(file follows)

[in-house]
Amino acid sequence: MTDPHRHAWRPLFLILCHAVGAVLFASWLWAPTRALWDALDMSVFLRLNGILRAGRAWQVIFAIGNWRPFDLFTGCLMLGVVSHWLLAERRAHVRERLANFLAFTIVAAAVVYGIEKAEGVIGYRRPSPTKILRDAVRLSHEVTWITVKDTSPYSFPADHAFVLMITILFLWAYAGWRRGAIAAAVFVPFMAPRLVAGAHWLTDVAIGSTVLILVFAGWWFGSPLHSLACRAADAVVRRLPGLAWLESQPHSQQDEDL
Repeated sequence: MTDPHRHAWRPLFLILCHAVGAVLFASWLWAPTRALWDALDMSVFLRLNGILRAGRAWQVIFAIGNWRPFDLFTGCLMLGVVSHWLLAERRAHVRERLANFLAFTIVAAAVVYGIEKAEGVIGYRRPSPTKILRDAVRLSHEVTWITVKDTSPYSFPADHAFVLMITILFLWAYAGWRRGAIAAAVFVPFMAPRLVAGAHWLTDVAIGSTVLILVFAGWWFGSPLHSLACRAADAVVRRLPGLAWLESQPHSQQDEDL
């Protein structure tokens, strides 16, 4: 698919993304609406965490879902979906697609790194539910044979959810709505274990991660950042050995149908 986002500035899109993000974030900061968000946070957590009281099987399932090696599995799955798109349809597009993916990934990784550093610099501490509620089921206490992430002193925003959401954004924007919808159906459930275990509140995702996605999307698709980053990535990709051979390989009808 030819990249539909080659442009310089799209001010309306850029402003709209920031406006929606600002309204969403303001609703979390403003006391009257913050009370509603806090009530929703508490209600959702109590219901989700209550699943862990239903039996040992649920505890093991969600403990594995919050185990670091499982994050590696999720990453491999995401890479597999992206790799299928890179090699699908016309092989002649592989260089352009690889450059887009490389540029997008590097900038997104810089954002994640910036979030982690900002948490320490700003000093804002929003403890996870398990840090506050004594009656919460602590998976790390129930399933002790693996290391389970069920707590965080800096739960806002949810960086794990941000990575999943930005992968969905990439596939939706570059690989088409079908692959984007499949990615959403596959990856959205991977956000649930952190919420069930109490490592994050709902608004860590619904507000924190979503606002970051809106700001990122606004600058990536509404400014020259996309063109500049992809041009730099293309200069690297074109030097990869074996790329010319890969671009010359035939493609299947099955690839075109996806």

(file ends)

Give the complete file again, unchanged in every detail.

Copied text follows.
[in-house]
Amino acid sequence: MTDPHRHAWRPLFLILCHAVGAVLFASWLWAPTRALWDALDMSVFLRLNGILRAGRAWQVIFAIGNWRPFDLFTGCLMLGVVSHWLLAERRAHVRERLANFLAFTIVAAAVVYGIEKAEGVIGYRRPSPTKILRDAVRLSHEVTWITVKDTSPYSFPADHAFVLMITILFLWAYAGWRRGAIAAAVFVPFMAPRLVAGAHWLTDVAIGSTVLILVFAGWWFGSPLHSLACRAADAVVRRLPGLAWLESQPHSQQDEDL
Repeated sequence: MTDPHRHAWRPLFLILCHAVGAVLFASWLWAPTRALWDALDMSVFLRLNGILRAGRAWQVIFAIGNWRPFDLFTGCLMLGVVSHWLLAERRAHVRERLANFLAFTIVAAAVVYGIEKAEGVIGYRRPSPTKILRDAVRLSHEVTWITVKDTSPYSFPADHAFVLMITILFLWAYAGWRRGAIAAAVFVPFMAPRLVAGAHWLTDVAIGSTVLILVFAGWWFGSPLHSLACRAADAVVRRLPGLAWLESQPHSQQDEDL
């Protein structure tokens, strides 16, 4: 698919993304609406965490879902979906697609790194539910044979959810709505274990991660950042050995149908 986002500035899109993000974030900061968000946070957590009281099987399932090696599995799955798109349809597009993916990934990784550093610099501490509620089921206490992430002193925003959401954004924007919808159906459930275990509140995702996605999307698709980053990535990709051979390989009808 030819990249539909080659442009310089799209001010309306850029402003709209920031406006929606600002309204969403303001609703979390403003006391009257913050009370509603806090009530929703508490209600959702109590219901989700209550699943862990239903039996040992649920505890093991969600403990594995919050185990670091499982994050590696999720990453491999995401890479597999992206790799299928890179090699699908016309092989002649592989260089352009690889450059887009490389540029997008590097900038997104810089954002994640910036979030982690900002948490320490700003000093804002929003403890996870398990840090506050004594009656919460602590998976790390129930399933002790693996290391389970069920707590965080800096739960806002949810960086794990941000990575999943930005992968969905990439596939939706570059690989088409079908692959984007499949990615959403596959990856959205991977956000649930952190919420069930109490490592994050709902608004860590619904507000924190979503606002970051809106700001990122606004600058990536509404400014020259996309063109500049992809041009730099293309200069690297074109030097990869074996790329010319890969671009010359035939493609299947099955690839075109996806």